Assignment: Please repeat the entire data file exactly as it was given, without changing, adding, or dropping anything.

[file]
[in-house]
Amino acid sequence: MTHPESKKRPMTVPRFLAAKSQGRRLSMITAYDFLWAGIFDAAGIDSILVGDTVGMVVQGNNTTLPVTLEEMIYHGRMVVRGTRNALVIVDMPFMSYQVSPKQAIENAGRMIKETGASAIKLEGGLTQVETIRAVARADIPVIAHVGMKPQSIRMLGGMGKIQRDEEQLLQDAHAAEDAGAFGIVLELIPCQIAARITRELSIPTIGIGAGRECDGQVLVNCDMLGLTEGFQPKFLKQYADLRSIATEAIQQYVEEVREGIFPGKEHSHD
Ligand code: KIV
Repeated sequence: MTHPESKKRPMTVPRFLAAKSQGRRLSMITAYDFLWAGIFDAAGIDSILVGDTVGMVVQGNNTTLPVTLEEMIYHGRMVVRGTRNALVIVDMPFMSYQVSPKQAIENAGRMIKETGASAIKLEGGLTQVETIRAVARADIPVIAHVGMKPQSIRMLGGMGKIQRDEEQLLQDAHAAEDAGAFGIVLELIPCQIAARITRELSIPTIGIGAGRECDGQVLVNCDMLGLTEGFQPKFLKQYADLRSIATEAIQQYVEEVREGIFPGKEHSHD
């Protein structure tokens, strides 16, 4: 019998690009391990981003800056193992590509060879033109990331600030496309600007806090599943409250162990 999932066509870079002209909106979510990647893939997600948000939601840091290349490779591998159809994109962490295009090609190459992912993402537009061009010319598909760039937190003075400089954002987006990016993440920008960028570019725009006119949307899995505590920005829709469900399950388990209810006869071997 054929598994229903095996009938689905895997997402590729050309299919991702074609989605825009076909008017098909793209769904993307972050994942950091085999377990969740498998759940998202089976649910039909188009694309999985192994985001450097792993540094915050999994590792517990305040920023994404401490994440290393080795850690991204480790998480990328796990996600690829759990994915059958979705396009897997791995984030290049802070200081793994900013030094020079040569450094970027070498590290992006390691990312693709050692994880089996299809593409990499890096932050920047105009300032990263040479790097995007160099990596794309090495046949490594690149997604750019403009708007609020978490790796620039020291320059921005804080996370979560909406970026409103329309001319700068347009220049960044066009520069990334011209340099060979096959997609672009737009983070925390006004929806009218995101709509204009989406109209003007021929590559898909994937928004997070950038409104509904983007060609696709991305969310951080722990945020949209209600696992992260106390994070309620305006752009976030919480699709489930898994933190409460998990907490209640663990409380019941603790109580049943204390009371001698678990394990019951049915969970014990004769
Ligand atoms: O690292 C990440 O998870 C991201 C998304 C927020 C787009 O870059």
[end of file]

[in-house]
Amino acid sequence: MTHPESKKRPMTVPRFLAAKSQGRRLSMITAYDFLWAGIFDAAGIDSILVGDTVGMVVQGNNTTLPVTLEEMIYHGRMVVRGTRNALVIVDMPFMSYQVSPKQAIENAGRMIKETGASAIKLEGGLTQVETIRAVARADIPVIAHVGMKPQSIRMLGGMGKIQRDEEQLLQDAHAAEDAGAFGIVLELIPCQIAARITRELSIPTIGIGAGRECDGQVLVNCDMLGLTEGFQPKFLKQYADLRSIATEAIQQYVEEVREGIFPGKEHSHD
Ligand code: KIV
Repeated sequence: MTHPESKKRPMTVPRFLAAKSQGRRLSMITAYDFLWAGIFDAAGIDSILVGDTVGMVVQGNNTTLPVTLEEMIYHGRMVVRGTRNALVIVDMPFMSYQVSPKQAIENAGRMIKETGASAIKLEGGLTQVETIRAVARADIPVIAHVGMKPQSIRMLGGMGKIQRDEEQLLQDAHAAEDAGAFGIVLELIPCQIAARITRELSIPTIGIGAGRECDGQVLVNCDMLGLTEGFQPKFLKQYADLRSIATEAIQQYVEEVREGIFPGKEHSHD
């Protein structure tokens, strides 16, 4: 019998690009391990981003800056193992590509060879033109990331600030496309600007806090599943409250162990 999932066509870079002209909106979510990647893939997600948000939601840091290349490779591998159809994109962490295009090609190459992912993402537009061009010319598909760039937190003075400089954002987006990016993440920008960028570019725009006119949307899995505590920005829709469900399950388990209810006869071997 054929598994229903095996009938689905895997997402590729050309299919991702074609989605825009076909008017098909793209769904993307972050994942950091085999377990969740498998759940998202089976649910039909188009694309999985192994985001450097792993540094915050999994590792517990305040920023994404401490994440290393080795850690991204480790998480990328796990996600690829759990994915059958979705396009897997791995984030290049802070200081793994900013030094020079040569450094970027070498590290992006390691990312693709050692994880089996299809593409990499890096932050920047105009300032990263040479790097995007160099990596794309090495046949490594690149997604750019403009708007609020978490790796620039020291320059921005804080996370979560909406970026409103329309001319700068347009220049960044066009520069990334011209340099060979096959997609672009737009983070925390006004929806009218995101709509204009989406109209003007021929590559898909994937928004997070950038409104509904983007060609696709991305969310951080722990945020949209209600696992992260106390994070309620305006752009976030919480699709489930898994933190409460998990907490209640663990409380019941603790109580049943204390009371001698678990394990019951049915969970014990004769
Ligand atoms: O690292 C990440 O998870 C991201 C998304 C927020 C787009 O870059």